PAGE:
Pearl sugar is sometimes called nib sugar and is a version of refined white sugar. It is simply a coarser form of white sugar that is usually made by crushing large pieces of white sugar. Some manufacturers make it using extrusion. It gets its name because it is opaque and has a white color, similar to that of a pearl. Once the large pieces of white sugar have been crushed, they are sifted to remove any smaller pieces.
Unlike the loosely compacted sugar used for sugar cubes, pearl sugar is dense and does not dissolve at the temperatures used to bake most pastries. The benefit of using pearl sugar is that it does not melt immediately. The larger the pieces of sugar, the higher the heat they can tolerate without dissolving.
Pearl sugar is available in different sizes ranging from the type of sea salt that you see on pretzels to pea-sized. The sizes vary from brand to brand, and depending on the country of origin, Swedish pearl sugar granules are not as large as Belgian pearl sugar granules.
While the invention of pearl sugar is not well documented, some credit for it may go to Benjamin Delessert. Delessert founded the sugar factory at which the first process for deriving sugar from sugar beets was developed. The dessert course is derived from his name. He also founded the first sugar mill near Brussels for the milling of pearl sugar specifically.
While pearl sugar is a popular ingredient in some parts of Europe like Scandinavia and Belgium, it may not be easy to find anywhere else. You can try looking for it in specialty baking stores or online.
Pearl sugar flavor profile
Because pearl sugar has the same composition as refined white sugar, the flavor is not particularly complex. Aside from the unique texture, it provides mostly only a neutral sweetness. Because pearl sugar is typically made using beet sugar rather than cane sugar, it does have an earthy aftertaste with a very mild bitterness; however, this taste is very subtle, and most people won’t notice it.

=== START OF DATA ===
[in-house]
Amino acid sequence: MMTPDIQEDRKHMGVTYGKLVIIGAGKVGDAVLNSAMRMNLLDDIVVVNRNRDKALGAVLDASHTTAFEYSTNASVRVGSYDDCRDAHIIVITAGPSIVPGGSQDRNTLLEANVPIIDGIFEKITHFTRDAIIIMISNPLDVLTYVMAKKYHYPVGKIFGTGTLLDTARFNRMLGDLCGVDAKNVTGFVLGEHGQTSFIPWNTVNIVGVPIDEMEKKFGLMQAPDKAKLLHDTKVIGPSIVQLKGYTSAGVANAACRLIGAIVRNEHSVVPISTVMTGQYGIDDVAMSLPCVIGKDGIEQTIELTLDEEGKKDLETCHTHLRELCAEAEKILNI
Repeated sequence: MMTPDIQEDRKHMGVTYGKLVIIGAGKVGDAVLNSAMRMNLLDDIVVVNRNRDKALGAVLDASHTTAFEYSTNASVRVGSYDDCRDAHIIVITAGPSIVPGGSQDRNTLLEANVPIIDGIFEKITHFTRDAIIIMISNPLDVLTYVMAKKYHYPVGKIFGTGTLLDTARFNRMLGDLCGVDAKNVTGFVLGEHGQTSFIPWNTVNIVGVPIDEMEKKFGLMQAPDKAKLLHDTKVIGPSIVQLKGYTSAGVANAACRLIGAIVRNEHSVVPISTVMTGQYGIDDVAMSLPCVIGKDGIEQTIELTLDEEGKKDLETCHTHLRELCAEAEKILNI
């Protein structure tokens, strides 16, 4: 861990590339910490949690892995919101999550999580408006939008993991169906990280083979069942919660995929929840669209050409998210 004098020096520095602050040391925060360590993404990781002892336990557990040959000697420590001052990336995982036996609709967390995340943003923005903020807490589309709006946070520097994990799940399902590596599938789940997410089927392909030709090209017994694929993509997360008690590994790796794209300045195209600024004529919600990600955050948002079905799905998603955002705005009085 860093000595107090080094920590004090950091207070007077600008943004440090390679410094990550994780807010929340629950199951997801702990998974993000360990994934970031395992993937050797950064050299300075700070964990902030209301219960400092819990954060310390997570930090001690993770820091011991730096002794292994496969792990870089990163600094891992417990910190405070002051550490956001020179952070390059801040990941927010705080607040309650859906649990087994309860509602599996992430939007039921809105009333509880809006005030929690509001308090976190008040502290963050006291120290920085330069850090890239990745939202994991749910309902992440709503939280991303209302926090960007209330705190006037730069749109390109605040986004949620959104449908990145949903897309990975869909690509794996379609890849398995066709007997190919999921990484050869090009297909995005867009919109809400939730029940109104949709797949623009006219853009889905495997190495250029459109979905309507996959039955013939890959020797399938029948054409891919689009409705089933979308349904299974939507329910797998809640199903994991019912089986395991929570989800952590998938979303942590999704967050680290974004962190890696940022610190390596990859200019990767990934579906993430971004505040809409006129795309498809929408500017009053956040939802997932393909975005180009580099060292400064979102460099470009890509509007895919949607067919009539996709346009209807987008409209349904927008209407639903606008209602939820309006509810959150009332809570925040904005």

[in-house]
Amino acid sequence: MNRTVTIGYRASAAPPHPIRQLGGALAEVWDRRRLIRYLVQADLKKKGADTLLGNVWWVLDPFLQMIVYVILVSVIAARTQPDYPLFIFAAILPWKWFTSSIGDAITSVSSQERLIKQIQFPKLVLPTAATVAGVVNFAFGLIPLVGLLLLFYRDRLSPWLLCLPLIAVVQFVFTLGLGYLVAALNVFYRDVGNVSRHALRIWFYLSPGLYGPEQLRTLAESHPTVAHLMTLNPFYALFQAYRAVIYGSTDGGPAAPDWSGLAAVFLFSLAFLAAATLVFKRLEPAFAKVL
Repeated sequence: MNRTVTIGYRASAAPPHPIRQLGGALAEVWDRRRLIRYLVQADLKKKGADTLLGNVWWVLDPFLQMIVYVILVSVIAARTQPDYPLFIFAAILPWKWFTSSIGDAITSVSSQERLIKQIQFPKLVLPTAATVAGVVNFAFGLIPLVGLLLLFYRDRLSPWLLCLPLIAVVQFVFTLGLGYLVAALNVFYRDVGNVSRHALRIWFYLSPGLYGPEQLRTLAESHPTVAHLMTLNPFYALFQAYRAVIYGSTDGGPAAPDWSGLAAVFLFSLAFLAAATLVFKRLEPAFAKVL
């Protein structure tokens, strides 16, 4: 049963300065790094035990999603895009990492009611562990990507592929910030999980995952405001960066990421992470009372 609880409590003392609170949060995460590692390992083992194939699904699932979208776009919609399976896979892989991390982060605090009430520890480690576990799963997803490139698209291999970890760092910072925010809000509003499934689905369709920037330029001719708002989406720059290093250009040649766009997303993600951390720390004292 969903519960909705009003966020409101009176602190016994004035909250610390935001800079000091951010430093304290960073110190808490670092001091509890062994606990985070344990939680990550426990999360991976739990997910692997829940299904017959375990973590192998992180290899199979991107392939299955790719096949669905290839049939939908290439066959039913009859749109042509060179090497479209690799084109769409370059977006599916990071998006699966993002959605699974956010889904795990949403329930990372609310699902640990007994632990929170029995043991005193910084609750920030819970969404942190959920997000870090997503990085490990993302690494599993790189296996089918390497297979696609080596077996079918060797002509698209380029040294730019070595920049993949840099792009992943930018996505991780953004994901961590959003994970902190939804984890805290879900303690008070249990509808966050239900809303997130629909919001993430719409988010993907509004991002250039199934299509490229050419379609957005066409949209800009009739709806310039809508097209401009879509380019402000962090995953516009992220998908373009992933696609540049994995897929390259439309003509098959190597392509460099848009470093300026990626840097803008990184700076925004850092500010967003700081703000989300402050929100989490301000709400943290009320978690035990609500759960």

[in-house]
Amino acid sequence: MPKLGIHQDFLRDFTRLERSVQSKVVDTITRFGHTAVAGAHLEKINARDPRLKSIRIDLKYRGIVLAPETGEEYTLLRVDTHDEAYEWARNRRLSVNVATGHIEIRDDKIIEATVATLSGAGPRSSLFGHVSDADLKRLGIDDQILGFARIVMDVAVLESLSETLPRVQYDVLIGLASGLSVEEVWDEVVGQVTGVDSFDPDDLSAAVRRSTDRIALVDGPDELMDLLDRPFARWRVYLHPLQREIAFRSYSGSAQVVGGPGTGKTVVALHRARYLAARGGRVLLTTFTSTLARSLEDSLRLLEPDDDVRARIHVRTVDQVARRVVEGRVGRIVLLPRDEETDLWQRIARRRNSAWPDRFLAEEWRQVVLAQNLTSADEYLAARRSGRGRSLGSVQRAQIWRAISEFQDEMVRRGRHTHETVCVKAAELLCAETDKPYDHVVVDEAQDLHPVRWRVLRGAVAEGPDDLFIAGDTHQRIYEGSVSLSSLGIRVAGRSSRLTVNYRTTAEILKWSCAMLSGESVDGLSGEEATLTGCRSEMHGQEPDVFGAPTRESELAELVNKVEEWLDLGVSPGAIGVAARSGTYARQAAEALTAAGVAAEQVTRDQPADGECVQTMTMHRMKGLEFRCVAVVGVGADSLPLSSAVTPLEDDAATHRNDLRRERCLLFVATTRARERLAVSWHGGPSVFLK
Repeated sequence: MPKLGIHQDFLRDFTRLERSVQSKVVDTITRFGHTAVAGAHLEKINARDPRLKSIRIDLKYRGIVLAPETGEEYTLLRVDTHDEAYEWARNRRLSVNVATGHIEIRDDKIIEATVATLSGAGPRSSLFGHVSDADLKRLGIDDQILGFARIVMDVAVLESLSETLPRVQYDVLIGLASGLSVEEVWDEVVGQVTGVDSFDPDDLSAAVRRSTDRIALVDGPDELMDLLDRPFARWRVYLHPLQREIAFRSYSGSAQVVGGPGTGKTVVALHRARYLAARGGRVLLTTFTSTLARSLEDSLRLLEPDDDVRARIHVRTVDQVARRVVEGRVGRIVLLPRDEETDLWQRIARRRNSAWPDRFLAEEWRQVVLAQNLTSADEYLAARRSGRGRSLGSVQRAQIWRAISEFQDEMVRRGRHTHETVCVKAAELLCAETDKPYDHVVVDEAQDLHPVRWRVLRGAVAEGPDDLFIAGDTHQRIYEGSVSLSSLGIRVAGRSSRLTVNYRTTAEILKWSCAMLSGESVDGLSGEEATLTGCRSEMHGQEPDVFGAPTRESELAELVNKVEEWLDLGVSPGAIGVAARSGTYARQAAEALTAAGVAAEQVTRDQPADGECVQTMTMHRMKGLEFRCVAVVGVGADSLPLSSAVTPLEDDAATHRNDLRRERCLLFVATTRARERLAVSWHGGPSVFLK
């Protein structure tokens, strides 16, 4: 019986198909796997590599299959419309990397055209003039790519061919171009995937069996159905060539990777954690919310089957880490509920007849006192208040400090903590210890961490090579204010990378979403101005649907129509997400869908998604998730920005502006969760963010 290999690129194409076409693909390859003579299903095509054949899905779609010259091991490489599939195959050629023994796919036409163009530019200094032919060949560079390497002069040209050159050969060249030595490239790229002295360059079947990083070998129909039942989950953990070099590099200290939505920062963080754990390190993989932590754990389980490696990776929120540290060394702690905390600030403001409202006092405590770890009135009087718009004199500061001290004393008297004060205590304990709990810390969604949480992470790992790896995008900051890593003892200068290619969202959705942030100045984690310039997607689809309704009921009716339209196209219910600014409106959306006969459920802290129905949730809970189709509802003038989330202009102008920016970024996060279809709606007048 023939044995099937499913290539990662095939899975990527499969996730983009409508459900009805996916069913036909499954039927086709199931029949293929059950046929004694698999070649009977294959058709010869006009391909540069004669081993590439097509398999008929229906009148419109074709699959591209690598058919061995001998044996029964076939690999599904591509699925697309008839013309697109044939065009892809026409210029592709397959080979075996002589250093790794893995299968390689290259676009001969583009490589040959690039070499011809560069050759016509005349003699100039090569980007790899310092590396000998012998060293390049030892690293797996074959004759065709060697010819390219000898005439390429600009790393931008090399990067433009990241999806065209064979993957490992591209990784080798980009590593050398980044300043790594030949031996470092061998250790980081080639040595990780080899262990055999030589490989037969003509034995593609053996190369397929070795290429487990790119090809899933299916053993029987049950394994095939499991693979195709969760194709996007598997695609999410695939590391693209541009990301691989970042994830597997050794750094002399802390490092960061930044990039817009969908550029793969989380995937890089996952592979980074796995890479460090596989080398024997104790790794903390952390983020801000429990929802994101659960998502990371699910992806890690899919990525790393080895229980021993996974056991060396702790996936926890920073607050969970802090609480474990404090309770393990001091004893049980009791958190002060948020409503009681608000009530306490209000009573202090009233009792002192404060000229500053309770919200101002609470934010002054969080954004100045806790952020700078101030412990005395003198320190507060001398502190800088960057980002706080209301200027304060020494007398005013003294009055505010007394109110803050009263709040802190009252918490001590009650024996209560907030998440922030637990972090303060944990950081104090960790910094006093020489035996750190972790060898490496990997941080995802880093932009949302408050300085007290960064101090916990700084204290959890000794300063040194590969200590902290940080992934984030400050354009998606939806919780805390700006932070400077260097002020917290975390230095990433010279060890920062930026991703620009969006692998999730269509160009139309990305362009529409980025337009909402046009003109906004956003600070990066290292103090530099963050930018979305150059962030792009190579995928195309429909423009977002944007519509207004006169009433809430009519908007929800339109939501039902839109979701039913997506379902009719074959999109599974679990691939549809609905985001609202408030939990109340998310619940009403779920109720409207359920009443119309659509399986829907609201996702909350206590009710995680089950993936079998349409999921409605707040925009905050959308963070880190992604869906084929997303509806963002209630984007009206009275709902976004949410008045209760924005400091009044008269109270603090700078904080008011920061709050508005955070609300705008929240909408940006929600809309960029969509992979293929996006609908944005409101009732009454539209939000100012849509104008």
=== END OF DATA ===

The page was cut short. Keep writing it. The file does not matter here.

Health benefits of pearl sugar
Pearl sugar has the same nutritional value as refined white sugar, which means it has very little value. Pearl sugar is a carbohydrate and offers nothing except for a quick burst of energy. It contains no vitamins or minerals.
Pearl sugar and other forms of white sugar can cause serious health problems, including obesity, diabetes, and tooth cavities. You can significantly mitigate these issues by consuming it in moderation.
Bakers and cooks use pearl sugar for appearance and texture. Pearl sugar is typically sprinkled over the tops of baked goods to give them an attractive look and a little crunch. When mixed into doughs and batters, it will provide a crunch there as well while also enhancing sweetness.
Pearl sugar is commonly used to make the Swedish confection known as chokladboll. It is also popular on the Finnish favorite called pulla cakes. Germans use it on cinnamon buns while the Belgians use it to make sugar bread (sukerbole, also called sukerbrood).
The Belgians are especially fond of pearl sugar when used in a variety of waffles called liege waffles. Liege waffles are made by mixing the pearl sugar grains into the batter, which gives them a distinctive texture. The sugar grains melt and then quickly caramelize when exposed to the waffle iron’s high heat.